infrared study of goethites of varying crystallinity

Clay Minerals (1986) 21, 191-200
191
INFRARED
STUDY OF GOETHITES
OF
VARYING
CRYSTALLINITY
AND PARTICLE
S I Z E : I. I N T E R P R E T A T I O N
OF OH AND
LATTICE VIBRATION
FREQUENCIES
P. C A M B I E R
Station de Science du Sol, INRA, Route de St Cyr, 78000 Versailles, France
(Received 2 December 1985)
A B S T R A C T : A detailed study of the IR spectrum of goethite is given with the aim of relating
variations to crystalline order and particle size. The OH stretching vibrations are split into two
active components at high frequency, plus two inactive ones at low frequency. Two different
bending modes exist from site group splitting. Their active modes from factor group splitting are
at lower frequencies than the uncoupled ones. The lattice bands at 630 and 400 cm-~ correspond
to Fe-O or Fe--OH stretching, approximately parallel to a and c, and thus respectively sensitive
and not sensitive to the particle shape, as long as it remains elongated along c.
The crystalline structure and properties of goethite, a mineral occurring widely in soils, are
well known. They are influenced by factors such as AI/Fe substitution (Thiel, 1963). When
this substitution rate varies, however, it is clear that other properties, such as particle size
and 'crystallinity', also vary. Neglecting this fact together with misinterpretation of some
features of the IR spectra lead to apparently contradictory conclusions: viz. A I / F e
substitutions strengthen (Fey & Dixon, 1981) or weaken (Mendelovici et al., 1979) inner
H-bonds. Schulze & Schwertmann (1985) were the first to show clearly that properties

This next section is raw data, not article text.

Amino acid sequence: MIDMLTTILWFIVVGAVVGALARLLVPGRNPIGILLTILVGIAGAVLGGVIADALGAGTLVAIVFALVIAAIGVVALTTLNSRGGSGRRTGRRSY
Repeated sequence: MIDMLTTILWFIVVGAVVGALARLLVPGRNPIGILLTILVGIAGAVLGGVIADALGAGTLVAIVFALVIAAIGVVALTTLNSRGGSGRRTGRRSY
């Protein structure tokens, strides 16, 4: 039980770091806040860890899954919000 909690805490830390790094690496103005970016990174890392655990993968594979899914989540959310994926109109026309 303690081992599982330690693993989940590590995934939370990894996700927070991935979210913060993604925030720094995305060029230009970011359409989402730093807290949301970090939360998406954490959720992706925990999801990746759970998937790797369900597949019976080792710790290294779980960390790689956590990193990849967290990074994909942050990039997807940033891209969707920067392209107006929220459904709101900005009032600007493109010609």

such as I R absorption frequencies varied considerably even for samples with the same
Al-substitution ratio (including zero). A detailed study of some new series of unsubstituted
goethites (Schwertmann et al., 1985) thus appeared warranted. However, before
considering the effect of crystallinity a re-examination of the goethite I R spectrum proved
necessary. In the present paper the O H bands particularly will be considered since they are
known to be useful probes for their environment; however, their frequency variations can
result either from modifications in the O H sites, or from coupling effects. Another band at
~630 cm -1 has also been recognized as a sensitive probe for crystaUinity (Sato et al.,
1969) and this is examined more thoroughly. A subsequent paper (Cambier, 1986) will
describe variations in I R spectra of a series of synthetic goethites.
MATERIALS
AND
METHODS
Samples
From a series of synthetic goethites of varying crystaUinity and size (Cambier, 1986),
the sample of largest surface area ( 3 9 / 4 ~
was subjected to hydrothermal treatments in
1986 The Mineralogical Society
192
P. Cambier
either light or heavy water, or a mixture of both. After one night at 210~ in a Teflon
bomb with pure (,,,98%) D20 and subsequent drying at room atmosphere at 60~ the
ratio of deuteration determined from the integrated intensities of OH and OD stretching
bands, 2 • I(OD)/2 x I(OD) + / ( O H ) (Rouxhet et al., 1977) was 86%, and was stable
for weeks. Thus it could be assumed that the inner H / D ratio was roughly determined by
the composition of the treatment water, but surface and other readily accessible groups were
always OH. The goethites were highly crystalline, and identical except for the replacement
H/D. Their dimensions were about 40, 80, 500 nm along the a, b and c directions,